CD Review: Sierra Boggess Awakens at 54 Below
Contributor Scott Redman gives a listen to Awakening, the new live recording by Broadway’s Sierra Boggess.
Sierra Boggess, best known for her portrayal of Ariel in Broadway’s The Little Mermaid, recently performed a cabaret act, Awakening, at 54 Below in New York City. It is now available for purchase on CD and digital download. The show was stirred by the book, Inspiration: Your Ultimate Calling by Dr. Wayne Dyer who Boggess credits as changing her perspective on life. She quotes the book throughout her performance and even encourages the audience to pick up their own copy. At some points the couplets of wisdom outstay their welcome, but Ms. Boggess’ crystal sounding voice makes up for the unwanted jibber jabber.
The night starts off where all bouts of inspiration do, in confidence, with the delightful Rodgers and Hammerstein tune, “I Have Confidence.” Boggess’ set list includes everything from show arias from her favorite operas, Disney tunes and Broadway classics. Boggess graciously extends her stage time to include her father, Mike Boggess, who accompanies her on the guitar playing “Wildflowers.” It soon becomes a family affair with her sister, Summer Boggess, playing the cello on selected numbers.
Highlights of the recording include “The Ultimate Medley with Apologies to Andrew Lloyd Webber,” which takes a hilarious spin on pop stars and opera singers miscast in Webber musicals. The romp shows off the range of expression and sense of humor Boggess can deliver when put to the test. Her rendition of “Think of Me” done as an impression of a pop star ala Brittney Spears is pure entertainment.
The clear-toned power of her voice is best showcased in “A Quiet Thing” from Kander & Ebb’s Flora the Red Menace. Her voice immediately places you in the scene alongside the bittersweet realization that some of life’s greatest experiences are the simplest. She uses the song to explain her emotional reaction to meeting her idol, Barbra Streisand, backstage after a concert in Brooklyn. Her rendition of the song is powerful enough to ignite a revival of the musical.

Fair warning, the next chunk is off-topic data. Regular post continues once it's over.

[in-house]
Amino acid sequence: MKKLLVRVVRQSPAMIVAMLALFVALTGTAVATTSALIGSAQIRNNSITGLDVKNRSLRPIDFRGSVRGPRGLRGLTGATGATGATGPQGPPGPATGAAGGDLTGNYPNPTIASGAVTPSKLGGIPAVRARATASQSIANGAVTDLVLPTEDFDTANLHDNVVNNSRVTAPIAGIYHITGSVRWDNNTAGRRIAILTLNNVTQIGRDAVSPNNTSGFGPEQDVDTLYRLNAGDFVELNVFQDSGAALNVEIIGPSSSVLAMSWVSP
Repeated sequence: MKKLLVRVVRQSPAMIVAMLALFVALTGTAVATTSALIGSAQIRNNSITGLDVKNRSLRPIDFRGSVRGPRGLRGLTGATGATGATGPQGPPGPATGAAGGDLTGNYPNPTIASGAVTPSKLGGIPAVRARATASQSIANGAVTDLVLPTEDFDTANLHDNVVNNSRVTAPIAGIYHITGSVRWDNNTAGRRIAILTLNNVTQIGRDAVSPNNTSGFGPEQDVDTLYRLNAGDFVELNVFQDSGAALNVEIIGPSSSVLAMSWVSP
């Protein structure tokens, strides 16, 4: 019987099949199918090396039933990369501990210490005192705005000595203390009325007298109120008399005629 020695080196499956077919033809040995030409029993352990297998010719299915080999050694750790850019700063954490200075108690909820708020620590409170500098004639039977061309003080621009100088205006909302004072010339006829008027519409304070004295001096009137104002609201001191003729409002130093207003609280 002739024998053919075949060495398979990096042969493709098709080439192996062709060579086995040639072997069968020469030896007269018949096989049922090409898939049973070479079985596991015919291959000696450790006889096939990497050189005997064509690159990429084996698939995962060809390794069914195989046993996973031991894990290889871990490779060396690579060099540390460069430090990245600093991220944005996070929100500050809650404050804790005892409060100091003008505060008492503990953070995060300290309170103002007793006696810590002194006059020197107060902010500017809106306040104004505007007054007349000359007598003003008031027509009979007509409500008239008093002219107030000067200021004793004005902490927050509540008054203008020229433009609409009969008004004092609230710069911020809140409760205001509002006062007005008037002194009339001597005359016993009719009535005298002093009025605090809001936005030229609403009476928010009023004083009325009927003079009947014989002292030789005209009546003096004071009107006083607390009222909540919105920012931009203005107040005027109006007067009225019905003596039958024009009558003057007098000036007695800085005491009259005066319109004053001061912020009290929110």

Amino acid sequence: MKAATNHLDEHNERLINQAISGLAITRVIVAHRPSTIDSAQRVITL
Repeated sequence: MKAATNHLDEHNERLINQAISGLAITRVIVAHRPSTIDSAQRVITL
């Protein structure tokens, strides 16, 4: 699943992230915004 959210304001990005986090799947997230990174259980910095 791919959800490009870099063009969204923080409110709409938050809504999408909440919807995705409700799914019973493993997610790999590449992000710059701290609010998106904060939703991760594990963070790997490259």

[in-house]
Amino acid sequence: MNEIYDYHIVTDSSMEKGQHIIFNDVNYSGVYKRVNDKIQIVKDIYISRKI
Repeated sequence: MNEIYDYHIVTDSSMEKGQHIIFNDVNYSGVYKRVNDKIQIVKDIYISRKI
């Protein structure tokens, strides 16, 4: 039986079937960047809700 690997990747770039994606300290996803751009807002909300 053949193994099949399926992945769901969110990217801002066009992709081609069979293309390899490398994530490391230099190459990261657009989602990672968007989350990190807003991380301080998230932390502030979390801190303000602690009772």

The most honest and touching part of the evening surrounds Boggess’ recollection of her grandparents. She reminisces going through a collection of old letters of correspondence between her grandfather (a World War II veteran) and her grandmother during the 1940s. This section personifies the power of love one can achieve with sacrifice and perseverance. Boggess brings the evening to a climax as she sings “Smoke Gets In Your Eyes.” I did not attend the live concert but can’t imagine a dry eye in the house after hearing this heartfelt story accompanied by a clenching ode to past times.
The evening twists and turns between effortless singing intertwined with Dr. Phil-like expressions that teeter between summer camp credos and vacation Bible school. It is clear that the show lacked direction and Boggess could have used an objective point of view on how to package the material. A director might also have helped shaped the songs into Ms. Boggess’ own interpretation rather than adding accents and simulated emotion. Boggess has a terrific instrument that is fragile and refined — with creative direction she will undoubtedly reappear as a leading lady of Broadway.
Awakening is available at Amazon.com or for digital download on iTunes.
Take the jump for a video taste of Ms. Boggess singing “Falling in Love with Love.